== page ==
With each passing day, fans are choosing sides on Griffin Reinhart. The verbal on this young man is incredible now, I hope he’s not reading the internet because some people don’t believe he can skate at all. Some of us had a chance to see him up close and personal and that suggests a bias. Others seem to be flushing the player based on Edmonton’s drafting record or well established tendency to look close to home for solutions—that too is a bias. Both sides have dug in and there’s not much (imo) chance of changing opinions.
That’s cool, because time will answer all and training camp is just around the corner. However, when we have diatribes like this (“I read he can’t skate and that’s all I need, he sucks!”) it’s time to go back to the scouting reports and remind ourselves of the player at the time of the draft.
HE CAN’T SKATE! AT ALL!
- Grant McCagg, tsn: Strengths: Very few 6-4 blueliners can skate and handle the puck like Reinhart, and those attributes alone will intrigue lots of scouts. Has a hard point shot that often finds its mark, good passing skills. Weaknesses: Does not always play with an abundance of passion and drive. Could be more assertive physically, and more consistent in his effort.
- Craig Button: Griffin may be a diamond in the rough but he possesses the carats of a unique player. He has a an excellent understanding of the game with a composure and patience that may suggest a lack of urgency but don’t be confused, his competitive waters run deep and he’s capable of being aggressive and assertive when necessary. He is a very good skater with strong balance and agility and along with his size, he is extremely difficult to break down 1-1 and gain an advantage on. He uses his body effectively and doesn’t lose position and is capable of punishing opponents. His vision is very good, he sees the play unfolding, knows what his options are and is capable of doing this very quickly. He makes very good plays in all areas of the game and ones that gain advantages for his team. His offensive skills continue to evolve and he is increasingly confident creating offense. Griffin has an assuredness in his play and along with his skill and physical attributes, makes him a player who has a chance to be an impact player in the NHL.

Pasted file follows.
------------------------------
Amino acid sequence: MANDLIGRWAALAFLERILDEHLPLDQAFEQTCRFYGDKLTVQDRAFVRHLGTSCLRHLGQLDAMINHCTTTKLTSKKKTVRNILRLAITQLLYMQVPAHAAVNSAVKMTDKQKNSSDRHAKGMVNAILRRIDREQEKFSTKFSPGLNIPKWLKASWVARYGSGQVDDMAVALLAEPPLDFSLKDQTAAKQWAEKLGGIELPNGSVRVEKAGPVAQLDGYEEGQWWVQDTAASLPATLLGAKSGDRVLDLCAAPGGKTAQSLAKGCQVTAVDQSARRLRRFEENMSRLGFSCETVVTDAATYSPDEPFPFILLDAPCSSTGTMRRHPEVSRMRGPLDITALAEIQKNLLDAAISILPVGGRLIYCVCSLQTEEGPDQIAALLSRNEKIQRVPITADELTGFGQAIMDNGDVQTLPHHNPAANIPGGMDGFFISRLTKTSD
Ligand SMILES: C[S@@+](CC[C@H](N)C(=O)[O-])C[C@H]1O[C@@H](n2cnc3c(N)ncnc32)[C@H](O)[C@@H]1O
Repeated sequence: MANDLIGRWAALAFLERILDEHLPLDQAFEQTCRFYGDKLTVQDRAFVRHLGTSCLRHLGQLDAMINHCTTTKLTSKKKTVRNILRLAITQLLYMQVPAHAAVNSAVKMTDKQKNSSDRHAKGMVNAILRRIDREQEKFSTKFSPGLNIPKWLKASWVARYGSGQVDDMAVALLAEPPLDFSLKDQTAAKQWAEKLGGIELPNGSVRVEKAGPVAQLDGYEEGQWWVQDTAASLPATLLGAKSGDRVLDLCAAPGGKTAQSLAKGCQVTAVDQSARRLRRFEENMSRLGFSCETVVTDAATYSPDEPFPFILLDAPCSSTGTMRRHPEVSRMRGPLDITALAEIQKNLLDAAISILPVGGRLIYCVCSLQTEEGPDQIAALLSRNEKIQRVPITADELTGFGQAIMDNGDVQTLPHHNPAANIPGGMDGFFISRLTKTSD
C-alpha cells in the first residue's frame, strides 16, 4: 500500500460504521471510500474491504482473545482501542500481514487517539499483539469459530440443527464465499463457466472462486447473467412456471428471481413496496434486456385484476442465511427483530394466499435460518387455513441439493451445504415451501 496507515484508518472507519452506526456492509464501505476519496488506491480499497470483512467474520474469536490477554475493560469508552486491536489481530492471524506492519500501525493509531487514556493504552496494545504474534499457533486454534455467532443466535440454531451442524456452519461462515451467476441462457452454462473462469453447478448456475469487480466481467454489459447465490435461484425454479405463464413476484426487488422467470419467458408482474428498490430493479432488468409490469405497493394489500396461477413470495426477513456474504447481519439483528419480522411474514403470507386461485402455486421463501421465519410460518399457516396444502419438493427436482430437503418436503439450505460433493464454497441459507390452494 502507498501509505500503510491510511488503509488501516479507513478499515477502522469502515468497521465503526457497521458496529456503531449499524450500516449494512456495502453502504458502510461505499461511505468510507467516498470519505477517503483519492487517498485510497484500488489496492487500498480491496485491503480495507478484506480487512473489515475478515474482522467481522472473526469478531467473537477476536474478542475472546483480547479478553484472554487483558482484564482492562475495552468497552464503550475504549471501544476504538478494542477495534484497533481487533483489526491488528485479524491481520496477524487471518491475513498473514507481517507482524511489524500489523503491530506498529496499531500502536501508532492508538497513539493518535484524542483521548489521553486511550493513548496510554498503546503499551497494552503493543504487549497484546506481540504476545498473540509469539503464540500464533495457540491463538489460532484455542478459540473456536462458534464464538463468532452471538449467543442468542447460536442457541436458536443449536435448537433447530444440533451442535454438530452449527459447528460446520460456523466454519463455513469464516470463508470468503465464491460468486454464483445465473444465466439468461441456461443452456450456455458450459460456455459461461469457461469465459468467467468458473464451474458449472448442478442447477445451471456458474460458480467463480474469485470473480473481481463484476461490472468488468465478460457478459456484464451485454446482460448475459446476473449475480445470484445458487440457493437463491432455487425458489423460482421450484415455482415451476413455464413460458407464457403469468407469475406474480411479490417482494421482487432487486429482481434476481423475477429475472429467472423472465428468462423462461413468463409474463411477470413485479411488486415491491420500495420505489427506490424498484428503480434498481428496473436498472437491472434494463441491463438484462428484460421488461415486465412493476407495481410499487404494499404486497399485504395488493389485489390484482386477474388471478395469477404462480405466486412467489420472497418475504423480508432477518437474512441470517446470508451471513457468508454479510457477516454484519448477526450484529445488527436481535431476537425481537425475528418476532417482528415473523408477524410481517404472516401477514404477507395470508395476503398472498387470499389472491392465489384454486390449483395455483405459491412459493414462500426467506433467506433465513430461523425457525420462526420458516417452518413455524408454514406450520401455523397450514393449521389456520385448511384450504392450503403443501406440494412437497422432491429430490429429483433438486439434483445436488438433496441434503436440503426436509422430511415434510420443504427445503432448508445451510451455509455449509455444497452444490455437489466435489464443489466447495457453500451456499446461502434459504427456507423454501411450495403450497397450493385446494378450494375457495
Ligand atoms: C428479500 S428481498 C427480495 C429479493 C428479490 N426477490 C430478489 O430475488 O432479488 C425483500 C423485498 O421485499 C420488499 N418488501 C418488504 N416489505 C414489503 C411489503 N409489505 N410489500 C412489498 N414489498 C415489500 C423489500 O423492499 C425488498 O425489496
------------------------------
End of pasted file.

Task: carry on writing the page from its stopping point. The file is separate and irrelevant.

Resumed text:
HE NEVER DEVELOPED
- Corey Pronman, Hockey Prospectus: What separates him from other big defensemen is that he has the puck skills to make people miss, execute all the little plays in tight quarters, and to deliver crisp, accurate passes consistently. Reinhart also has a more aggressive offensive element to his game as he will join the rush and doesn’t shy from being creative in the offensive end of the rink. He also has a pretty big shot from the point that he can put a lot of his big frame into. The thing that has seen Reinhart establish himself so well in the industry has been his improvements.